In Louisiana row cropping scenarios, the bollworm is known to be a yield-limiting pest in several row crop species. This is due to the direct damage that the bollworm imposes on the marketable portion of the plant. However, this is not always the case in field corn. Bollworms can commonly damage the top third of the corn cob (Figure 4); however, entomologists across the southeastern U.S. agree that this injury may not lead to significant yield or economic losses. It has been demonstrated that it would take upward of 60 damaged kernels per corn ear to notice any economic losses (Olivi et al., 2019), and this excessive amount of damage is not typically observed in timely planted Louisiana field corn. For this reason, infestations occurring in corn do not warrant any type of control.
Figure 4. Cotton bollworms and damage in field corn.
Inversely, in cotton, the bollworm poses a serious threat to yield when infestations are left uncontrolled. The bollworm can feed on several plant positions, including flowers (Figure 5), bolls, terminals and fruiting squares. Infestations and damage in cotton are often directly related to surrounding corn crops. If surrounding landscapes contain corn that matures simultaneously, injury in cotton crops can be pronounced. Adversely, in landscapes with corn that matures irregularly, damage in cotton may be much less evident (Quaintance and Brues, 1905). This is often observed in Louisiana due to factors that prolong planting windows.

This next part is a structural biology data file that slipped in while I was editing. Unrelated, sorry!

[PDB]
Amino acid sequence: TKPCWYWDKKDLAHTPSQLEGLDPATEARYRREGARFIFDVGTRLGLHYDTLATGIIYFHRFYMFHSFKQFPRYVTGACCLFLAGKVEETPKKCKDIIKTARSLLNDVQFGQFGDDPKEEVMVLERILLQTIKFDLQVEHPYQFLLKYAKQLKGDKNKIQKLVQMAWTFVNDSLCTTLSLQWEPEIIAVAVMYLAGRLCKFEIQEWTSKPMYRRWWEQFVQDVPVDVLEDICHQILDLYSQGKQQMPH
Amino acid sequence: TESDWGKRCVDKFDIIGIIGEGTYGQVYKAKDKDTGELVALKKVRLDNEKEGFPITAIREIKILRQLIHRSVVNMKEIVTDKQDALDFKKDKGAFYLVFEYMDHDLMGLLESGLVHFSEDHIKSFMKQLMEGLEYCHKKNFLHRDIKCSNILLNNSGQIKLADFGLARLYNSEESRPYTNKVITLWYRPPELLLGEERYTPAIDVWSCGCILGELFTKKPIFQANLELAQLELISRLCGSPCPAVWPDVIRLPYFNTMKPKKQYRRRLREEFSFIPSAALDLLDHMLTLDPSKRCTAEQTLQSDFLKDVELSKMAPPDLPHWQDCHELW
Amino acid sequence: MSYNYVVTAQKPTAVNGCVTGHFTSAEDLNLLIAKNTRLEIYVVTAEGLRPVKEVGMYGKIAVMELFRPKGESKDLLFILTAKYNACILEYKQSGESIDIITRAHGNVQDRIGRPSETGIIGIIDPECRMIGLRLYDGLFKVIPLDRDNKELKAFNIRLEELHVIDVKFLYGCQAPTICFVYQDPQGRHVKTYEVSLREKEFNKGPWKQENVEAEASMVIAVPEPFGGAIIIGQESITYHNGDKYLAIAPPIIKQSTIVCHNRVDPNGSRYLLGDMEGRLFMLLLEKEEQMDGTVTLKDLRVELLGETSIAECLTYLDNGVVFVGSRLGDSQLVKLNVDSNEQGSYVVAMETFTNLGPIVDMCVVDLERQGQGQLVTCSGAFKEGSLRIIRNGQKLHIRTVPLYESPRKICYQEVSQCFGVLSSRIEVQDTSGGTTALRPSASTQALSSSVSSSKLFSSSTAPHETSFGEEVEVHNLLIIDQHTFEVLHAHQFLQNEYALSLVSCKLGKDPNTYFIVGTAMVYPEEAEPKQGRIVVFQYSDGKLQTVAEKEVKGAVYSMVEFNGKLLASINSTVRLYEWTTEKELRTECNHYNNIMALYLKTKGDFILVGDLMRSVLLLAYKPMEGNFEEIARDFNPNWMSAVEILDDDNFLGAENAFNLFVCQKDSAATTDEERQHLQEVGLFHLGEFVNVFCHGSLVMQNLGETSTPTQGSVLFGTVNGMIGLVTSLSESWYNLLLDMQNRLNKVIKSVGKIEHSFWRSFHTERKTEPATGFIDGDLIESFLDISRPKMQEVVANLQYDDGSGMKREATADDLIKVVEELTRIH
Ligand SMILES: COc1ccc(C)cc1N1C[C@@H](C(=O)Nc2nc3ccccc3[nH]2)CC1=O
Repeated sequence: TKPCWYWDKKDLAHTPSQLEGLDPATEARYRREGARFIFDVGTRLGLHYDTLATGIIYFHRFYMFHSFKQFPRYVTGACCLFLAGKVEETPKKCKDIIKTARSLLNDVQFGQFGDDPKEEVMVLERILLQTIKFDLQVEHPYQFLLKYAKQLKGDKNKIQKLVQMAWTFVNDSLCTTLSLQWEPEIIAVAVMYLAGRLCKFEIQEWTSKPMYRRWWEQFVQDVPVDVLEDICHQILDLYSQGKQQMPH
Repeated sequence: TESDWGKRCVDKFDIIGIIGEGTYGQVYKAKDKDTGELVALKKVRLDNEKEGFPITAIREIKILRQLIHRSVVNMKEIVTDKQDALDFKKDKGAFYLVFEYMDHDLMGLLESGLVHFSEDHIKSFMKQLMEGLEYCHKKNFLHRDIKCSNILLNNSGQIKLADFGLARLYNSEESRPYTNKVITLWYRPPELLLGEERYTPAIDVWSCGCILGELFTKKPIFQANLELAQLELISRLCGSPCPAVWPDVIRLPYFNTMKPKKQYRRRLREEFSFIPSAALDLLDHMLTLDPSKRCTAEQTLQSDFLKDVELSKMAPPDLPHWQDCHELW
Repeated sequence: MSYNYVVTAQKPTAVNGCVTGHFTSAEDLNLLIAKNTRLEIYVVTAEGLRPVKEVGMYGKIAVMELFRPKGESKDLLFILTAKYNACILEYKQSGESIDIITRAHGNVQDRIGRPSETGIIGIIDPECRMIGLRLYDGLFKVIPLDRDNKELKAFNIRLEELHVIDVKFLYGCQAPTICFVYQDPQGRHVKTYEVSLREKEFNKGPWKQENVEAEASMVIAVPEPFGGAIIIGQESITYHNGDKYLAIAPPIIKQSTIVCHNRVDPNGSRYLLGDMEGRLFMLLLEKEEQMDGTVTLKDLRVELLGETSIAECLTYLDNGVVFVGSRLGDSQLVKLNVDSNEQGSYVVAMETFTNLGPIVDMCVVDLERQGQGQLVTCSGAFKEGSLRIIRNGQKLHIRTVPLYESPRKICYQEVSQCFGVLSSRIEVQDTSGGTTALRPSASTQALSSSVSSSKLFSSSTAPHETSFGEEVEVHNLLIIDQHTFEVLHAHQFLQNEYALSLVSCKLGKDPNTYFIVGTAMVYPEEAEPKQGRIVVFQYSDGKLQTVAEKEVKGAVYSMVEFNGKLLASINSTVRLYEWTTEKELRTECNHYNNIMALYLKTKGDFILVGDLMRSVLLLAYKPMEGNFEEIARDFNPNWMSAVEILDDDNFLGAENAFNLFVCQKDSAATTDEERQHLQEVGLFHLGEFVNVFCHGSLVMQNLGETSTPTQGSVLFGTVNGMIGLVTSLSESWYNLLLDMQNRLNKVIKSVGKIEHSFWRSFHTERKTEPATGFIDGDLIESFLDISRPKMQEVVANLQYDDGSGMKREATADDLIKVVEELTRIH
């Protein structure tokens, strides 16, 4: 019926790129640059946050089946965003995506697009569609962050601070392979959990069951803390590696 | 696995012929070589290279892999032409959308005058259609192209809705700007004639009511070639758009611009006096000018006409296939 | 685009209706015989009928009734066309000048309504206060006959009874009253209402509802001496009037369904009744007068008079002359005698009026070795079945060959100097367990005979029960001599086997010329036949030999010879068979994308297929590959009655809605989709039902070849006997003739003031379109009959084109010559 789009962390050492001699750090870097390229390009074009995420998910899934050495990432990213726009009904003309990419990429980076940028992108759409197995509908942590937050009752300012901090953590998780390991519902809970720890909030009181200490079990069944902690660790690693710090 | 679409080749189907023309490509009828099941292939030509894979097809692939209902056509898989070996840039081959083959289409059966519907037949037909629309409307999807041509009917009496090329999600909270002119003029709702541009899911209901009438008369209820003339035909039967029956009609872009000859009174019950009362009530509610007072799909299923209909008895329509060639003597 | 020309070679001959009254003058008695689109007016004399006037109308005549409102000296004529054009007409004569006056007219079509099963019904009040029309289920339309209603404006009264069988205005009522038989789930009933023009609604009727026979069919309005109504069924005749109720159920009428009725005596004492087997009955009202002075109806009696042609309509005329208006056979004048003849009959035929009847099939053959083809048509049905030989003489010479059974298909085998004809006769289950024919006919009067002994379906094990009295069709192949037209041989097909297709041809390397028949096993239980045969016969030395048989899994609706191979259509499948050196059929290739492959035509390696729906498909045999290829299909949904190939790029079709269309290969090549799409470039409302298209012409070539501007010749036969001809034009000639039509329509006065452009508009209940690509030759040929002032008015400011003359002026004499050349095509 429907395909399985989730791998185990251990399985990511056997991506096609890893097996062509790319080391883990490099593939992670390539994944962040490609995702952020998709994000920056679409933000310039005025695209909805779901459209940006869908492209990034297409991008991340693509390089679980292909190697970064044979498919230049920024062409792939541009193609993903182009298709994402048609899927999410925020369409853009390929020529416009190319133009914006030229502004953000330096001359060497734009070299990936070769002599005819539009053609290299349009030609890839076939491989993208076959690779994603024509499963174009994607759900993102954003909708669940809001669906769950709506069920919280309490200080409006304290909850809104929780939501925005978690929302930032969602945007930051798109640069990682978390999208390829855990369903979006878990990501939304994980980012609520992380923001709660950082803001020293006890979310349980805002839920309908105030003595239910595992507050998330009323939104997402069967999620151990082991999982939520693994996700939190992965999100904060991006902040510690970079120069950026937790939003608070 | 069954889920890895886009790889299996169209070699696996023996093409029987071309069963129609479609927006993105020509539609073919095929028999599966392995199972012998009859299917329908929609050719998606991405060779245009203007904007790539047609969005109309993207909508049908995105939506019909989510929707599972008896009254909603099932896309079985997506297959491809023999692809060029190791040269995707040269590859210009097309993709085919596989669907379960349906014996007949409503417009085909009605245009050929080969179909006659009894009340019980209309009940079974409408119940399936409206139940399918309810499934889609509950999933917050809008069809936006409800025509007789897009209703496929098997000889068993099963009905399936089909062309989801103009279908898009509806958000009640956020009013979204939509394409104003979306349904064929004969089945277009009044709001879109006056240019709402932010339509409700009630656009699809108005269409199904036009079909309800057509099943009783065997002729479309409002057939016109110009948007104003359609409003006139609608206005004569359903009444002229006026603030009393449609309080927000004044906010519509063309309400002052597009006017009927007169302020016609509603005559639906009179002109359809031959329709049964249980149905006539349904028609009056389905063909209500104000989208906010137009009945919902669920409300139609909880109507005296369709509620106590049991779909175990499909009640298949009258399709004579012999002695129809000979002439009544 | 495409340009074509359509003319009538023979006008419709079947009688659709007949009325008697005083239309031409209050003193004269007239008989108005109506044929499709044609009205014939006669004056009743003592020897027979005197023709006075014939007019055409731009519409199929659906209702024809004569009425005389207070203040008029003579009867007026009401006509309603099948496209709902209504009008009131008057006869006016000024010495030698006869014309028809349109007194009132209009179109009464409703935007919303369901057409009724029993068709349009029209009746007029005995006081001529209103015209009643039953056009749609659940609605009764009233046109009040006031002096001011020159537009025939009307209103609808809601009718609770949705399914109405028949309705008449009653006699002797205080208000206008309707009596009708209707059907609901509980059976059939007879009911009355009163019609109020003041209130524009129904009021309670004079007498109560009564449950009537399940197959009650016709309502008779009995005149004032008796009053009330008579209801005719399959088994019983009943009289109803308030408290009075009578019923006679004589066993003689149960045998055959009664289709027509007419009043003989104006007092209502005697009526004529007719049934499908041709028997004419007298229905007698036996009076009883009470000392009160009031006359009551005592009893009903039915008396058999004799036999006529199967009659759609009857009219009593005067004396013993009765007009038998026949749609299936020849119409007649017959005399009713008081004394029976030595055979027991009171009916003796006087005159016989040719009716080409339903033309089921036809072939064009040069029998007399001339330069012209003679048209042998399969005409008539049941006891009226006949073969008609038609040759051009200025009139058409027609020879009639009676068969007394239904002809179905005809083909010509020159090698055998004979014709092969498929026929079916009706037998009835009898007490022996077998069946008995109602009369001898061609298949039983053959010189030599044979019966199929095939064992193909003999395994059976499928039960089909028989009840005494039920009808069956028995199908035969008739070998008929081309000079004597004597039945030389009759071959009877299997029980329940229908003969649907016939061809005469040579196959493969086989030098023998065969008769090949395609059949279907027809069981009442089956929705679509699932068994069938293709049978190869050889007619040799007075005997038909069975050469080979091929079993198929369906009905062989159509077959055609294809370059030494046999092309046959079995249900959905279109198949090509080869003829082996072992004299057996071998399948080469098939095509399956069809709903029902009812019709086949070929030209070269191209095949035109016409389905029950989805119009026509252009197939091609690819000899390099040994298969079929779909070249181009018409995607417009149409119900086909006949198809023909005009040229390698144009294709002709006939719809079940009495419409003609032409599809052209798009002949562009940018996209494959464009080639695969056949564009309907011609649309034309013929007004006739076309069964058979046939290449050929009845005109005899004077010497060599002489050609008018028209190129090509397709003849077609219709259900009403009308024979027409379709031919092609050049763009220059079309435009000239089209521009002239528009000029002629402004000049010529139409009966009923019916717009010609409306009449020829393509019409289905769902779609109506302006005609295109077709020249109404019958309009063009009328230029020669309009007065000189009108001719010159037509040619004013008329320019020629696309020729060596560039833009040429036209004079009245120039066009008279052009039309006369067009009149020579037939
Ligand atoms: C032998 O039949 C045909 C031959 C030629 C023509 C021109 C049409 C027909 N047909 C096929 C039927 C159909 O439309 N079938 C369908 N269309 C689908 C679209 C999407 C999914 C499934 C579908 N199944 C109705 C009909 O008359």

Figure 5. Cotton bollworm feeding in a freshly pollinated cotton flower and resulting boll.
Bollworms can be a significant yield-limiting pest in soybeans (Musser et al., 2011). Adult moths prefer to lay in wide-rowed, blooming soybean crops. Egg-laying can occur before bloom, where larvae feed on foliage (Eckel et al., 1992). Larvae prefer to feed on forming soybean pods and can also feed on soybean blooms, which could lead to the absence of the corresponding pods. Impacts of larval feeding in soybeans depend on several factors, including crop growth stage, larval size, plant compensation and damage timing (Swenson et al., 2013).
In the case of grain sorghum, bollworms are typically found infesting the heads along with two other species, the fall armyworm (Spodoptera frugiperda) and the sorghum webworm (Nola sorghiella). These species make up the headworm complex and typically occur in conjunction with one another. Bollworms can be present during the whorl stages; however, this rarely warrants chemical intervention. Bollworms prefer to feed in grain sorghum after the head has reached full bloom and the young seed starts to fill (Figure 6).